That’s what inspired Klingenschmitt, himself a minister, to sponsor a bill at the Capitol this week. House Bill 16-1123 failed on a 3-2 party-line vote in the Democrat-majority State Affairs Committee. Last year, he proposed a similar bill that also tanked.

Brian Severin of Victory Christian Fellowship in Greeley said if someone demanded pastors violate their conscience, they would never comply, he told the House State, Veterans and Military Affairs Committee on Monday.

His wife, Jocelyn, also a pastor, added that as ministers, they would never perform a same-sex wedding, even if the government forced them too.

“God has ordained marriage as between one man and one woman,” she said. Klingenschmitt’s bill would protect her refusal to wed same-sex couples, she said, ignoring that the Constitution would too.

Severin pointed out that her nephew is gay, and while she loves him, she wouldn’t perform a marriage ceremony for him, either.

“Nobody would play football with basketball rules,” she said.

Kathy Escobar of The Refuge in Broomfield, who is a member of the Interfaith Alliance, said the bill would open the door to discrimination.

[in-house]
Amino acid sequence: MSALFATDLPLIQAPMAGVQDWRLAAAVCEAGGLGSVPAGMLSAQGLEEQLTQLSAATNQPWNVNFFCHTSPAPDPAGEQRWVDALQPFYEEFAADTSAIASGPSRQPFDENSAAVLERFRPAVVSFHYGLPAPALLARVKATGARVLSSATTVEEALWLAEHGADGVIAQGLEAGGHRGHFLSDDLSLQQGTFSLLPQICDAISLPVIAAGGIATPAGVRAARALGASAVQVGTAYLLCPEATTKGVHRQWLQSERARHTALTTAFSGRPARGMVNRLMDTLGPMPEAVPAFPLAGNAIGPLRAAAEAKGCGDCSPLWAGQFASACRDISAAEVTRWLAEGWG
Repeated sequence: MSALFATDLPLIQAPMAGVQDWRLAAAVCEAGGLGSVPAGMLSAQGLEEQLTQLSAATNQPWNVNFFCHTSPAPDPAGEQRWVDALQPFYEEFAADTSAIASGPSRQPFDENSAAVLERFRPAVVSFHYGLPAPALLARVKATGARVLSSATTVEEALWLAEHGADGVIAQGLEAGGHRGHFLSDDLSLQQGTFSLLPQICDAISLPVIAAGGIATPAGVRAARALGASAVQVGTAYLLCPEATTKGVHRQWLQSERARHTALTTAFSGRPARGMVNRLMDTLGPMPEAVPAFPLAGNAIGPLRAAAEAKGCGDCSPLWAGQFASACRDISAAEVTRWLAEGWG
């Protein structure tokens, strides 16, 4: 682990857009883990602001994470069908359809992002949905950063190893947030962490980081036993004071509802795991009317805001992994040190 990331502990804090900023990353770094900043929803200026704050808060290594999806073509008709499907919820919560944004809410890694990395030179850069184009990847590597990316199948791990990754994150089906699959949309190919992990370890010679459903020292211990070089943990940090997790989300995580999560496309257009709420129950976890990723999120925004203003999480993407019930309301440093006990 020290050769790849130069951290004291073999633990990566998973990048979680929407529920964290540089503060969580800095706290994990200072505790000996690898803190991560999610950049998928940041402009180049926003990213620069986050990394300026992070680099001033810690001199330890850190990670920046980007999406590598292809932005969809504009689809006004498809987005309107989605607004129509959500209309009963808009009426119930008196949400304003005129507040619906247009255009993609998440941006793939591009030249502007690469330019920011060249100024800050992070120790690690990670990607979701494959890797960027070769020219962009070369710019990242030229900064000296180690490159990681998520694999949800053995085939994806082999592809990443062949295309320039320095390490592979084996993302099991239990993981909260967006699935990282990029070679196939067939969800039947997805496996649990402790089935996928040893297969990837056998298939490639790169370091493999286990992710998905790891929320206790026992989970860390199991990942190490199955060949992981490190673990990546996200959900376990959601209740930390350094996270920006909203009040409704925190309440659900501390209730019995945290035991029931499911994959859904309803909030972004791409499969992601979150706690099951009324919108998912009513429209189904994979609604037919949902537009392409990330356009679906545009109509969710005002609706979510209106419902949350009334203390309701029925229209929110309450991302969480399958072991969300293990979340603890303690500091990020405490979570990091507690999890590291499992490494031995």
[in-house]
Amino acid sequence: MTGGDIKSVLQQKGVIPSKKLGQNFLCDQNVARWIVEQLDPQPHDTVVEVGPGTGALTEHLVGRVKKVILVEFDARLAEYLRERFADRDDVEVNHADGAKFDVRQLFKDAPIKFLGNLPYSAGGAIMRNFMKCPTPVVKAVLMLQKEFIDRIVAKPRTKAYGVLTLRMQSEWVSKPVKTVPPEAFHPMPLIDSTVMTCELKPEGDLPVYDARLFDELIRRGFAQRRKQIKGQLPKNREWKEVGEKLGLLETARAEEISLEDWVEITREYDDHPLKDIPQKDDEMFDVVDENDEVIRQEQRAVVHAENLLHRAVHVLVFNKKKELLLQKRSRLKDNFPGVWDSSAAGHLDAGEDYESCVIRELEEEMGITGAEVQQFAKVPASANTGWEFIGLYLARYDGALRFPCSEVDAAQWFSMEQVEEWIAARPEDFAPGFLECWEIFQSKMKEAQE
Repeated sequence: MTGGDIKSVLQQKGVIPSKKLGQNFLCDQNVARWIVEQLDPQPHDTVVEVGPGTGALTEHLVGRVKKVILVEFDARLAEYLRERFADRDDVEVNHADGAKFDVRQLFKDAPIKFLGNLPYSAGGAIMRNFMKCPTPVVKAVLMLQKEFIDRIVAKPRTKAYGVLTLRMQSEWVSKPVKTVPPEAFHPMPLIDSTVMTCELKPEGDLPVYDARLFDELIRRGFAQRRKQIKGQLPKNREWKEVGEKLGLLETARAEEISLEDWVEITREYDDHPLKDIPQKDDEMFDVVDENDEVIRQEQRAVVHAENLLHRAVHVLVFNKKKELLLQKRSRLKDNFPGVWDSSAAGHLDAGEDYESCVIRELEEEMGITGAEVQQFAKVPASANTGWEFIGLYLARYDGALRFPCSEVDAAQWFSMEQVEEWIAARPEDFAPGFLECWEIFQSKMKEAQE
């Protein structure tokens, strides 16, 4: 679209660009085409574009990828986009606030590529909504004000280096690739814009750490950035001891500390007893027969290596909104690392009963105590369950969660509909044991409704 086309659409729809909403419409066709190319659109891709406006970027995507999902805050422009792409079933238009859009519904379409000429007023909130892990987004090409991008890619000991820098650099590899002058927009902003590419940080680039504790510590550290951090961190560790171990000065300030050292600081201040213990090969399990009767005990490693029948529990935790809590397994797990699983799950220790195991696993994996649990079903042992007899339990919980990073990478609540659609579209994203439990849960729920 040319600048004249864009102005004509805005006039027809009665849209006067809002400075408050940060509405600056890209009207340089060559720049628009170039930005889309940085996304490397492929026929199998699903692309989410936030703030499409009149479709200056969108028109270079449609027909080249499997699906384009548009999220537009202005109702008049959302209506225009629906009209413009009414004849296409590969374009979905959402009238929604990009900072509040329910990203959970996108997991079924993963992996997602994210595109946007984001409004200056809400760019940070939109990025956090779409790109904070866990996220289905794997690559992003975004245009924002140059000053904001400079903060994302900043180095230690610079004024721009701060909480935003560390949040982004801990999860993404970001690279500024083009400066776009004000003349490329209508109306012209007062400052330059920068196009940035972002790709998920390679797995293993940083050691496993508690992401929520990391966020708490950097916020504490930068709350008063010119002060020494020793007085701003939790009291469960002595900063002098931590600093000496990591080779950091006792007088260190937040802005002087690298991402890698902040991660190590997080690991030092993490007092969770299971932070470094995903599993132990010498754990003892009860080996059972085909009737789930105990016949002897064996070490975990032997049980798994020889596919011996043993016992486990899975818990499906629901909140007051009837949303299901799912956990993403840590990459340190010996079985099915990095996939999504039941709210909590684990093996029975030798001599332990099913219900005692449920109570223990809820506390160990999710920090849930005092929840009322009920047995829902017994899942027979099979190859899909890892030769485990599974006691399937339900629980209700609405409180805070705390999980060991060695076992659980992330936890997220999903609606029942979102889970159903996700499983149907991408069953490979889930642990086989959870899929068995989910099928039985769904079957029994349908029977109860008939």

Said Escobar: “It’s much more focused on discrimination than freedom.”

 

Photo credit: Gordon for Colorado

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About the Author

Marianne Goodland

has been a political journalist since 1998. She covered the state capitol for the Silver & Gold Record from 1998 to 2009 and for The Colorado Statesman in 2010-11 and 2013-14. Since 2010 she also has covered the General Assembly for newspapers in northeastern Colorado. She was recognized with awards from the Colorado Press Association for feature writing and informational graphics for her work with the Statesman in 2012.

1 Comment

  1. Will Morrison on said: